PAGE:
I think OP should report the affair because I think “my manager is sleeping with my husband” is a far bigger breach of professional ethics than sleeping with guests. But I just find it bizarre that they chose NOT to report something as deeply personal and humiliating as *their own husband’s infidelity* someone would judge them for that or find it shady or suspect! I just think it would be completely obvious why someone might try and find a way not to discuss that with their employer!

              3. LTL*

                As for disciplining the manager for sleeping with the husband, it doesn’t sound as if it’s actually against company rules, certainly the OP doesn’t think it will lead to anything. And in that case, the husband should also be disciplined , which I doubt the OP wants.

                As some comments have pointed out, there’s a power dynamic between husband and boss which is a huge problem in terms of consent. How free do you feel to say “no” when your spouse’s manager shows interest in you? Whatever the actual nature of their relationship, HR should take this very seriously. This is not a woman who should be in a position of power.

                Not to mention the conflict of interest in being managed by your spouse’s lover (or ex-lover).

          2. IndustriousLabRat*

            I think this is a good point you’re making. If LW#1 does go to HR, omitting the husband bit entirely would come across as odd, if discovered later.

            Frankly, this whole mess is a complete ditch-job-and-husband situation; not necessarily in that order. Looking at it from the husband’s twisted perspective, who in their right mind thinks, “ohheyyy!!! I should totally have a long term affair with my WIFE’S BOSS!” ?! NOPE. There’s a difference between a drunken one night stand (also wrong, but worth counseling) and going back for more, for YEARS, complicated by the work relationships, and it’s absolutely an enormous lack of judgement, caring, empathy; you name it, on both of their parts. This is, in my admittedly biased opinion as a person who, as a kid, had to endure the fallout of long term parental infidelity, beyond counseling.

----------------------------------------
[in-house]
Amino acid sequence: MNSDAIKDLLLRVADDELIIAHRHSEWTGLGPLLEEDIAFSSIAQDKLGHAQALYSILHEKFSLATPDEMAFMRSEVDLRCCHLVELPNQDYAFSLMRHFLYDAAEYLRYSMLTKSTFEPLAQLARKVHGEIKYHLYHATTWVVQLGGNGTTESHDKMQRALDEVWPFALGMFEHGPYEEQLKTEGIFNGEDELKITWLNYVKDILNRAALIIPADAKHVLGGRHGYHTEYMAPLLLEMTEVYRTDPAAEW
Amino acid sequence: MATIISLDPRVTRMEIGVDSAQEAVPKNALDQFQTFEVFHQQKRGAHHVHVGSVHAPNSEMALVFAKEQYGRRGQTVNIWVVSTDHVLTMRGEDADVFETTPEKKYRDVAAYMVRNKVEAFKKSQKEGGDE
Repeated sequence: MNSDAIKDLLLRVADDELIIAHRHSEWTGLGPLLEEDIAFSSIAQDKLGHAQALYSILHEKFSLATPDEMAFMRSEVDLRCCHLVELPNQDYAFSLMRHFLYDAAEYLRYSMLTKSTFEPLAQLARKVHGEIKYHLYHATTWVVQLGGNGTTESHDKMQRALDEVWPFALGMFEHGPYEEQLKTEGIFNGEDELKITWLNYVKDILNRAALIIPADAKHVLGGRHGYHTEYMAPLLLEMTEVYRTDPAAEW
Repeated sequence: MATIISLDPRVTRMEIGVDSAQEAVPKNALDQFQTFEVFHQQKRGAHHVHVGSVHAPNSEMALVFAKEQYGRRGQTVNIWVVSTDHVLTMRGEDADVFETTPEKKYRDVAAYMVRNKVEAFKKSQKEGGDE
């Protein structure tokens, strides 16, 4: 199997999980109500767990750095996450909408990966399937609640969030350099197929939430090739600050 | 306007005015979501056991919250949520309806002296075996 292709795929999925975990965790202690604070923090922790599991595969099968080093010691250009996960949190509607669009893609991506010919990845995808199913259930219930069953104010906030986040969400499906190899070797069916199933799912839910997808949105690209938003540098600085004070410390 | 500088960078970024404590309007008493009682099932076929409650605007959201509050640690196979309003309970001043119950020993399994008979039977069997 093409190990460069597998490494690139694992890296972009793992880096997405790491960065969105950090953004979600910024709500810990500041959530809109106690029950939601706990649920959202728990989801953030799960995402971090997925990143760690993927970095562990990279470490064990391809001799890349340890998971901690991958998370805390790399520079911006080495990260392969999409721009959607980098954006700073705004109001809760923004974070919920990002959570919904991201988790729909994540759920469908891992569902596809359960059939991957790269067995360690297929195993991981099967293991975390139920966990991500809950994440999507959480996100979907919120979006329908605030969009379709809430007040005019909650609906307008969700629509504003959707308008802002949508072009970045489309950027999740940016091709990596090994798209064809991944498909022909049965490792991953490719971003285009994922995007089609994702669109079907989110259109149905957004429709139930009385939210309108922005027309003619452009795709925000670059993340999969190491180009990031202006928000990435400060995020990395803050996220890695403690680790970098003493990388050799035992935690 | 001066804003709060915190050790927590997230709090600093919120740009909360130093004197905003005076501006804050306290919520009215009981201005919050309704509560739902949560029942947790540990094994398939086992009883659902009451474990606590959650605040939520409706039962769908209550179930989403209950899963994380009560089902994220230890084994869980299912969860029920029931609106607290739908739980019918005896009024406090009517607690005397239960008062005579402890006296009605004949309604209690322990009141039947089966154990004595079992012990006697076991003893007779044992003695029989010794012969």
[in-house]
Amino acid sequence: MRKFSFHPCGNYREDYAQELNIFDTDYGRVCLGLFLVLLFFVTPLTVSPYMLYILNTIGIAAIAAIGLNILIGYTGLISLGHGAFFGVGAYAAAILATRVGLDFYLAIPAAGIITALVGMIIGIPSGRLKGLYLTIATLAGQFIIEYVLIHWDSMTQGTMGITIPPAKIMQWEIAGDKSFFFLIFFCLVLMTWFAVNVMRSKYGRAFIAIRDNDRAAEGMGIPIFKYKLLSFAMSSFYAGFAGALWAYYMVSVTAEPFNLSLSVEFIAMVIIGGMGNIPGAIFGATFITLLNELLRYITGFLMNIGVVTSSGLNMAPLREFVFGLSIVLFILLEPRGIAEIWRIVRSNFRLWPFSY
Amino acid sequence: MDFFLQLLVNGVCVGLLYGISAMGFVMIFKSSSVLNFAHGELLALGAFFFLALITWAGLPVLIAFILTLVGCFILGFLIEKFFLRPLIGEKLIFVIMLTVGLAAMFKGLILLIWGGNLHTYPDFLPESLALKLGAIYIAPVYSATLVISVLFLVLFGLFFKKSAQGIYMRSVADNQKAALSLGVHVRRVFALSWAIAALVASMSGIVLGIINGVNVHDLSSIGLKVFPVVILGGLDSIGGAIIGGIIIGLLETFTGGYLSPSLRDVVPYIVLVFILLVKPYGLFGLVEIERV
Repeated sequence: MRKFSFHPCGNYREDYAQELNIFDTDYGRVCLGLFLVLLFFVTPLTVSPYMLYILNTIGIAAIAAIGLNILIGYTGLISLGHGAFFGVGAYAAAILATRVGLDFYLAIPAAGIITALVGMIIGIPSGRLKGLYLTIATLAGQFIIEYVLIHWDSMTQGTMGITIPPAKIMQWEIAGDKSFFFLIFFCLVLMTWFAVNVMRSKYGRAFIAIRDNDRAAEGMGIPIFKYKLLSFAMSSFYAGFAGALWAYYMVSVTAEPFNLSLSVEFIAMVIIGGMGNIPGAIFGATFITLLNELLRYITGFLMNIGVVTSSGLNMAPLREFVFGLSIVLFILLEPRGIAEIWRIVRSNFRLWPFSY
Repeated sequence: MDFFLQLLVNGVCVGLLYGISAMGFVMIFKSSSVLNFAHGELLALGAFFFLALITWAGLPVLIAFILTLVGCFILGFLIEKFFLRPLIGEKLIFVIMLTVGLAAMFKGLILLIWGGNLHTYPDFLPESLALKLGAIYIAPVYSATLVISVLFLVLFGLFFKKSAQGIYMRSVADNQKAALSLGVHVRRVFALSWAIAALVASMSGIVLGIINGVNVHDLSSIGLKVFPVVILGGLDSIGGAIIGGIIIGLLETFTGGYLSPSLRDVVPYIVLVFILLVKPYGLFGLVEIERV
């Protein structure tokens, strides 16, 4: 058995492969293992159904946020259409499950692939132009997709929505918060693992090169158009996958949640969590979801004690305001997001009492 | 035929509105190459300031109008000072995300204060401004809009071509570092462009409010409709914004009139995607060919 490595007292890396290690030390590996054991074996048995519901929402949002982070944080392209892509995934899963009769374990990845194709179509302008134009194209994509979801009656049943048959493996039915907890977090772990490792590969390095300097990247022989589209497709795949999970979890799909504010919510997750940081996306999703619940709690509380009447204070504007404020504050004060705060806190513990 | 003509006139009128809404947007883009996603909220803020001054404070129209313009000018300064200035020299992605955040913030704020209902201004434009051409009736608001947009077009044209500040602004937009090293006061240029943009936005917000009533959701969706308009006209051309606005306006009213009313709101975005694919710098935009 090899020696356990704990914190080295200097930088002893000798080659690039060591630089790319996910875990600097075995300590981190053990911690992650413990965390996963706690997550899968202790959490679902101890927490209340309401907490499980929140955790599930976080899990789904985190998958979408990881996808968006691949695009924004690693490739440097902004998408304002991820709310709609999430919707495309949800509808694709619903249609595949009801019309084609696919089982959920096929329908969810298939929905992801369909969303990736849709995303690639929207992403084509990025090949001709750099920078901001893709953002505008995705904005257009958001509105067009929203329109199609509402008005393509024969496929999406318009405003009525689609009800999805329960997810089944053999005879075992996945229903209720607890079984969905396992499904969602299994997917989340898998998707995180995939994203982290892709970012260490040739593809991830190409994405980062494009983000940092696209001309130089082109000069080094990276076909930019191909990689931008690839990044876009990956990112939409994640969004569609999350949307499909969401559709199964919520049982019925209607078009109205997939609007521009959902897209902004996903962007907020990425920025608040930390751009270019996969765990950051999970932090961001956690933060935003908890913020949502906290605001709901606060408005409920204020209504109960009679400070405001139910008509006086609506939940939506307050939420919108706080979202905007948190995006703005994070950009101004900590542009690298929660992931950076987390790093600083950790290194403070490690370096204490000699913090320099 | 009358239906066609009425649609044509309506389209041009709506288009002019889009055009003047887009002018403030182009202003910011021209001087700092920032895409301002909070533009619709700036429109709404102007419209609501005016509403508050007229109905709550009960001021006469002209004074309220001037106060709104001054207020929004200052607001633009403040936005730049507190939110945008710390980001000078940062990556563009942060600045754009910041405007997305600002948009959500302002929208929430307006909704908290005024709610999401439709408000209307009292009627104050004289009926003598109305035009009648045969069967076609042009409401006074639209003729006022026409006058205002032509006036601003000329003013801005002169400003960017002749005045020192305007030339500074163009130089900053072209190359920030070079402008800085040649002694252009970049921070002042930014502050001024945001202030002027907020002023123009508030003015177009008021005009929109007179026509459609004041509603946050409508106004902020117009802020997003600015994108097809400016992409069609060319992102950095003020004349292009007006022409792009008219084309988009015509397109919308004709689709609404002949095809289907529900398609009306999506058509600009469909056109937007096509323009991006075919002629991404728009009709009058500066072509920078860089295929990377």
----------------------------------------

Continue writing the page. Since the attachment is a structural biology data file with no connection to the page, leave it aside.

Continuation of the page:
I’m not sure if, in this predicament, I would even approach HR until it was with a letter of resignation in hand and a new job lined up. Especially if raising these concerns might jeopardize LW’s position and therefore financial independence.

            I think my only advice to OP involves a divorce attorney and a good refreshing of the ol’ resume. IF the resort is corporate enough to do exit interviews, great. But I fear this is very likely to be a case of “your boss sucks and isn’t going to change”.

            1. J Marshall*

              My financial situation had already been compromised. She creates my schedule and has reduced my hours significantly but uses the covid excuse. I have been there 12 years and a loyal hardworking employee who is well liked by many. She on the other hand is not. Why should I be the one to leave? But I get it, lifes not fair. I was just hoping to finding a loop hole as to not air my filthy laundry and not lose a job I do like overall.

              1. Colette*

                That’s a sign that you really need to go to HR and tell them that your boss had an affair with your husband and that now she is cutting your hours.

                1. myswtghst*

                  Absolutely. For this to be treated as what it is (retaliation), HR will need that context.

              2. Observer*

                Why should I be the one to leave?